“You are what you eat.” It means our diet determines our health. The food we eat is a basic and fundamental ingredient of our lives. Through the digestive process, food is broken down into smaller pieces and absorbed to support our daily functioning.
With the rising consciousness of a healthy lifestyle, we now know that other than eating to fill ourselves up, we also need to eat well to optimize our body operations and prevent chronic illnesses. However, what does ‘eat well’ means? Here, we refer to obtaining adequate and diverse nutrients our body needs, apart from macronutrients such as carbohydrates, proteins or fats, micronutrients such as minerals, vitamins and antioxidants are equally essential. So, can we get all essential nutrients from the plate?
The Declining Nutrient Content in Food
Increasing evidence has been showing that the mainstream industrial food system is not serving us well when it comes to the nutritional value of food. (Read more to know why our food nutrient content is decreasing.) A landmark study from the University of Texas (UT) found 5%-40% declines in nutrient contents in 43 types of vegetables and fruits over the past half century, including proteins, calcium, vitamin B2 and vitamin C. These nutrients are essential to our health. Diets lacking in such nutrients will lead to biological dysfunction and diseases, such as heart disease and type II diabetes.
Agriculture development over the past decades has been focusing solely on yields while neglecting the equally important factor: Nutritional Value of food. The concept of “Nutrient Density” has been raised in recent years to draw attention to the importance of nutrient contents in our food. It recognises that food with the same type and weight could contain different concentration and variety of nutrients, particularly micronutrients like minerals, vitamins and antioxidants, in addition to macronutrients like carbohydrates, proteins and fats.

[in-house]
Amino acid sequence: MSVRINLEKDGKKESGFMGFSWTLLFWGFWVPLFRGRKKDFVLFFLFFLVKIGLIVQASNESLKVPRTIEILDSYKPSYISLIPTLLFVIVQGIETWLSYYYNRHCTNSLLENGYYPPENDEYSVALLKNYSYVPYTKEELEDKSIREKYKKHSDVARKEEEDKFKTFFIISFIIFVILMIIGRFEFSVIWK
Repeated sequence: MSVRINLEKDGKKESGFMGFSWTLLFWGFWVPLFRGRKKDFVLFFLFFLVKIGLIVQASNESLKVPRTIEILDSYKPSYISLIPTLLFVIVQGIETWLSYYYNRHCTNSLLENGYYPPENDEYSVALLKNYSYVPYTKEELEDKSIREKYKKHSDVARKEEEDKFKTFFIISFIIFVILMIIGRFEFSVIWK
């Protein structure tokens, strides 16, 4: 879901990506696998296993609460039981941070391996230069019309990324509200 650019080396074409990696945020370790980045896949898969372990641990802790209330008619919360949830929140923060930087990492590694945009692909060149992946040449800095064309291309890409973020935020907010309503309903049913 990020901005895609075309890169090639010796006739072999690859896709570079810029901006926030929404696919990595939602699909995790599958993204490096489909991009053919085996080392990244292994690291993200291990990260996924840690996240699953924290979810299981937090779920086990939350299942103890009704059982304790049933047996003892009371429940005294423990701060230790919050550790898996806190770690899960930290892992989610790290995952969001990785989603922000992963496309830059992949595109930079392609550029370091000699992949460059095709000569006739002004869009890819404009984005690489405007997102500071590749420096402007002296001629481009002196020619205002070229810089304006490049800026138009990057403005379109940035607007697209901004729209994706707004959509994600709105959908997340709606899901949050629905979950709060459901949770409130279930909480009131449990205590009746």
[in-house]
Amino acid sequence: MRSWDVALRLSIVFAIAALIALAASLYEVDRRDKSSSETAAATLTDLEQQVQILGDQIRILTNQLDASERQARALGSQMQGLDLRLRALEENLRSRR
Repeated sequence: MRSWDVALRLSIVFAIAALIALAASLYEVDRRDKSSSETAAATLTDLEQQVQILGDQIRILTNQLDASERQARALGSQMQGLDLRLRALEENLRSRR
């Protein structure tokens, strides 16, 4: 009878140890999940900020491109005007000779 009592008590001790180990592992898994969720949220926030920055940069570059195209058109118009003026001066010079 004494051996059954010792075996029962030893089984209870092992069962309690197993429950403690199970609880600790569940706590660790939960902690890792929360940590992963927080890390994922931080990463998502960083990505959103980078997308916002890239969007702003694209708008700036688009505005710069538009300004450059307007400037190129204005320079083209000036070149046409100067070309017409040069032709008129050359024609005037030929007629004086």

The two apples in the picture look equally great, but have you ever wondered if they are equally nutritious? Apples are supposed to be rich in iron. If these two apples, of similar sizes and masses, are vastly different in iron content, they are then having very different nutrient density.
Among all the nutrients found in food, antioxidants are the group that has been gaining attention in recent years as they help us prevent the aforementioned chronic diseases and serve cosmetic purposes.
The Importance of Antioxidants
What are antioxidants? Antioxidants are substances which can prevent or reduce body cells’ damage caused by oxidation. They help us prevent cell aging and improve our immune responses. Plant-based foods are good sources of antioxidants, including fruits, vegetables, whole grains, nuts and seeds.
Among all types of antioxidants, polyphenols have been one of the trending antioxidants in recent years. Polyphenols are naturally synthesized in plants as immune. For us, polyphenols can also act as antioxidants and reduce inflammation, which is thought to be the root cause of many chronic illnesses. Common types of polyphenols include flavonoids in brightly colored vegetables, curcumin in turmeric and lignans in flax seeds, sesame seeds and whole grains.
The amount and type of antioxidants in our foods depend on the food species, its origin, ripeness and how it was farmed, transported, stored and prepared. Thus, the antioxidant content of each vegetable and fruit in the market can be different.
With variance in nutrient content in vegetables and fruits, how do we, as consumers, differentiate our purchases according to their nutritional values?
If I want to buy blueberries which are known to contain beneficial nutrients like anthocyanins (a type of polyphenols), potassium and vitamin C. However, there are thousands of blueberries in the market. How can I choose the blueberries with higher polyphenol content when they all look the same? Is there a convenient and instant method to help us understand better what vegetables and fruits are nutrient-dense or healthy?
This is how our project starts.
 Davis, D. R., Epp, M. D., & Riordan, H. D. (2004). Changes in USDA Food Composition Data for 43 Garden Crops, 1950 to 1999. Journal of the American College of Nutrition, 23(6), 669–682. https://doi.org/10.1080/07315724.2004.10719409
 Chadwick, R. (2004). Nutrigenomics, individualism and public health. Proceedings of the Nutrition Society, 63(1), 161-6.
 Rodale Institute. (2021). Nutrient Density.
Retrieved from https://rodaleinstitute.org/why-organic/issues-and-priorities/nutrient-density/
 Greg, F., & Vita, L. (2021). 3 Major Factors Affecting Access to Nutrient Dense Foods: Where Have All the Nutrients Gone?.
Retrieved from https://farmersfootprint.us/nutrient-density/
 Hunter, P. (2012). The inflammation theory of disease. The growing realization that chronic inflammation is crucial in many diseases opens new avenues for treatment. EMBO reports, 13(11), 968–970. https://doi.org/10.1038/embor.2012.142
 Petre, A. (2019, July 8). What Are Polyphenols? Types, Benefits, and Food Sources. Retrieved from https://www.healthline.com/nutrition/polyphenols